Waters: Critics here, here, everywhere

B.C. Liberal Party puts virtually all its MLAs to work in shadow cabinet

Everyone’s a critic.

Or, at least that’s the way it seems when you look at the B.C. Liberals new shadow cabinet.

Nearly all of the 43 Liberal MLAs who were elected earlier this year now have a critic’s role and the few who don’t, like former Finance Minister Mike de Jong, the party’s House leader and Linda Larson, the party’s whip, have other jobs to keep them busy in addition to their MLA responsibilities.

In the case of the Central Okanagan’s two remaining MLAs, Steve Thomson and Norm Letnick, they will pick up where they left off, just on the other side of the house. Letnick, the province’s former agriculture minister is one of two agriculture critics and Thomson, the only Liberal tapped for double duty in the shadow cabinet, is now citizen’s services critic and one of two trade critics.

His appointment to the trade critic’s role is likely because of his experience with the softwood lumber issue when he was B.C.’s forests, lands and natural resources minister.

Like past NDP Oppositions, the Liberals have doubled up when it comes to critics, naming two per ministry in most cases—a full court press to keep the new NDP government’s feet to the fire.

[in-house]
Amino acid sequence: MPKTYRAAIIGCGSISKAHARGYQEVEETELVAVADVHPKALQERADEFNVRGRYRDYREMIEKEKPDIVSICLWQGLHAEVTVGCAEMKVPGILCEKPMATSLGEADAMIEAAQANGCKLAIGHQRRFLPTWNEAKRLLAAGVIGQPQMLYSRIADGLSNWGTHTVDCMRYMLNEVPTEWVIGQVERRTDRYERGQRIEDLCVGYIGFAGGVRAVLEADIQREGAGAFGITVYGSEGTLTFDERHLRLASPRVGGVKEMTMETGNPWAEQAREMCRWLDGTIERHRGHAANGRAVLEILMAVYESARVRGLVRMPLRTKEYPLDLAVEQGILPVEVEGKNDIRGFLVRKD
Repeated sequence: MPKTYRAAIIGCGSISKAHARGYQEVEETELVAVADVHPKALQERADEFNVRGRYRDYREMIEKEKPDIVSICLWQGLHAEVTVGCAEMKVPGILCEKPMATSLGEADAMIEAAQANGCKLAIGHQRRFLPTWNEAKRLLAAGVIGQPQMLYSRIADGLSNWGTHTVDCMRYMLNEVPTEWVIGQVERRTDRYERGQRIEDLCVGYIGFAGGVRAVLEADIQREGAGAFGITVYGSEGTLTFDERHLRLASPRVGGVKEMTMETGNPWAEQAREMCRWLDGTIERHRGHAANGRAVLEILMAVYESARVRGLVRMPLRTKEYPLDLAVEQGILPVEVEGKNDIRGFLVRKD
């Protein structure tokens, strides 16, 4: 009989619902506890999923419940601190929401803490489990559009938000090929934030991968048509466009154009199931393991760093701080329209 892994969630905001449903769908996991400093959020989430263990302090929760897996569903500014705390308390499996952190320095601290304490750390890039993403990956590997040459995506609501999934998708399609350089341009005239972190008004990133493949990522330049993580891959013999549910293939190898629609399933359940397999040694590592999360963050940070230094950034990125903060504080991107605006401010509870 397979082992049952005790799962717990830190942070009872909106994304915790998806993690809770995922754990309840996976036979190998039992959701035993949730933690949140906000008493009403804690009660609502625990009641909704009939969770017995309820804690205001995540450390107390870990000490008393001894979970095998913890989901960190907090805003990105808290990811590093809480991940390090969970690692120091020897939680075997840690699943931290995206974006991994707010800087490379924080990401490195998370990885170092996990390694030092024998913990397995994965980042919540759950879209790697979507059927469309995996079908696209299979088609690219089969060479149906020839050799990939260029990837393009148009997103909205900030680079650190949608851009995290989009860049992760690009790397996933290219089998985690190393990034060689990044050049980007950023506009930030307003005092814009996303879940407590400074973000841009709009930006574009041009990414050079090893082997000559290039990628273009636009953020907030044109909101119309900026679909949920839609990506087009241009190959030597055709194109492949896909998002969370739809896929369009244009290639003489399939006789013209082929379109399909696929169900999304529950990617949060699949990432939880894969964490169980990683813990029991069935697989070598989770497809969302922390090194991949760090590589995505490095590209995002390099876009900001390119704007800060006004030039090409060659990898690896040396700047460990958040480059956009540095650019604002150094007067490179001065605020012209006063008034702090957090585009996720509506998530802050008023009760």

It should, however, come as no surprise. Thomson said when he was a minister in the last Liberal government, he had four NDP critics dogging him, all specializing in different areas of his huge ministry.

With former Kelowna West MLA and party leader Christy Clark quitting politics as of last Friday, and the B.C. Greens pledging the support of its three MLAs to keep the NDP in power, it’s clear the new Liberal critics will be in their positions for a while.

Premier John Horgan is in no rush to call a byelection in Kelowna West, a seat that is seen as a virtual lock for whoever runs for the Liberals. By holding off, he keeps the now two-seat advantage over the Liberals that Clark gave him as her going away present. That means the threat of an early provincial election has been eliminated as long as he and Green Party leader Andrew Weaver continue to play nice.

Meanwhile, Kelowna West residents find themselves without political representation—as least for the foreseeable future. Horgan has six months to call a by-election and it’s unclear in the meantime if the constituents Clark had vowed to stay on to fight for will now have to turn to Letnick or Thomson for help should they need it.

Clark’s assertion her departure will help her now former party rebuild may be true in the broad sense, but it’s not doing anything for the constituents she leaves behind.

Alistair Waters is the assistant editor of the Capital News.

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